8 Dec 2011

Prescription drug use rises locally and nationally

Author: Anna Christoff | Filed under: Fall 2011, Student Contributor

By: Anna Christoff

Prescription drug use has been on the rise not only in Wood County but also in the state of Ohio and the entire country, officials said.

Locally, there is a significant problem in Wood County with prescription drug abuse, said Wood County Detective Lt. Jamie Webb.

Unintentional drug poisoning has caused Ohio’s death rate to increase more than 350 percent from 1999 to 2008, and is now the leading cause of injury death in Ohio, according to the Ohio Department of Health.

Within the past year, 2.4 million Americans used prescription drugs non-medically for the first time, according to the National Institute on Drug Abuse.

Opioid pain relievers are the highest abused prescription drug with overdose death rates that have quadrupled since 1999, and by 2007, outnumbered those involving heroin and cocaine.

Prescription drug abuse is an epidemic problem in Wood County, Webb said.

“People obtain prescriptions and then sell them.  These people then become addicted and this addiction can’t be stopped.  They must maintain a high every day because of the severe physical withdrawals they get,” he said.

Wood County has seen a direct correlation between property crimes, burglaries, and robberies among those addicted to prescription drugs, he said.

“The age range of users start at teenagers and go up to adults in their 50’s and 60’s,” he said.

Among youth in Wood County, prescription drugs are the third most popular drug used, alcohol being the first and marijuana being the second, according to the Ohio Substance Abuse Monitoring Network. 

Youth use prescription drugs because of easy access, peer approval and price decreases due to higher availability, said Lorrie Lewandowski, coordinator and supervisor for Wood County Educational Service Center.

Prescription drug use is also a problem on the Bowling Green State University Campus.

“There has been an increasing trend of abuse among prescription drugs on campus in the last few years,” said Timothy James, Capt. for the Bowling Green Police Division.

Many students see prescription drugs to be not as bad as other illegal drugs.  Due to people being legitimately prescribed to prescription drugs, access is easier, he said.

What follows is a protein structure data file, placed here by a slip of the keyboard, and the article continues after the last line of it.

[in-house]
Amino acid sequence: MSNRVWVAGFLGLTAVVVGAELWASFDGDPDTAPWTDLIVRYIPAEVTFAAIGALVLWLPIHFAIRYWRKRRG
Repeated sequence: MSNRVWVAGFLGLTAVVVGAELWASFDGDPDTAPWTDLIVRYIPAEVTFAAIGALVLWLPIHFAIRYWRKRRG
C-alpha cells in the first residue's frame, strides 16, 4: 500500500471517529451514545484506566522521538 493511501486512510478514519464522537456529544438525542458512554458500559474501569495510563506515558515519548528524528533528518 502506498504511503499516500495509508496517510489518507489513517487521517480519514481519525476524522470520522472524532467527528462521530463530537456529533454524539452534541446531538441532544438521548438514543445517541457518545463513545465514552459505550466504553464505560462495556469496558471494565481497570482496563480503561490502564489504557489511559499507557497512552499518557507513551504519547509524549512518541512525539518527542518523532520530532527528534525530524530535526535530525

Common prescription drugs used on campus are Adderall, Ritalin and Vyvanse, said BGSU senior Ethan Butterfield.

These drugs are prescription amphetamines used to treat attention deficit hyperactivity disorder.

“I took Adderall and Vyvanse to help me write papers and stay up late, and for those purposes the pills worked great,” he said.

“It seemed like most people I knew would take Adderall when they needed to get work done, and think nothing of it,” he said.

Pills such as Adderall and Vyvanse are not hard to find on BGSU’s campus, he said.

The increase of prescribing in hospitals, private physicians’ offices and pain clinics had made prescription drugs availability increase, according to the Ohio Substance Abuse Monitoring Network.

The state of Ohio deemed prescription drug use as an epidemic level problem in 2010, according to the Ohio Department of Health.

Locally, the Bowling Green Police Department, the Wood County Sheriff’s Office and the Wood County Hospital collaborated with the U.S. Drug Enforcement Agency to provide an ongoing community drug take-back program.  Collection containers were placed about a week ago at the police and sheriff’s departments, said Lt.  for the Bowling Green City Police Bradley Biller.

“The intent is to provide a place to dispose pharmaceuticals that are not needed.  This may be due a death of a family member or someone not needing their entire prescription,” he said.

The DEA has approved the local drug take-back program for the next year, he said.

On a state-wide level, legislation passed demanding that the governor and pharmacy board provide a drug take-back program, he said.

However, the state’s take-back program has yet to be implemented due to rules by the DEA which makes it difficult for a state wide take back program to be effective, he said.

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One thought on “Prescription drug use rises locally and nationally

  1. Rachel Says:

    Your state is not the only one that is being affected by precription drug use. Where I am from in Maine Oxy use is the highest used drug. Many like you stated sell them for quick cash and then themselves become addicted. It is a sad thing but so many still do it. So many lives are taken or ruined by drug use but I dont think there is an end in sight. There will always be someone who wants drugs and someone who will sell them no matter the consiquences.My company primarily offers drug addiction treatment, though we are interested in sharing views and learning more through this and other forums. http://www.recoveryfirst.org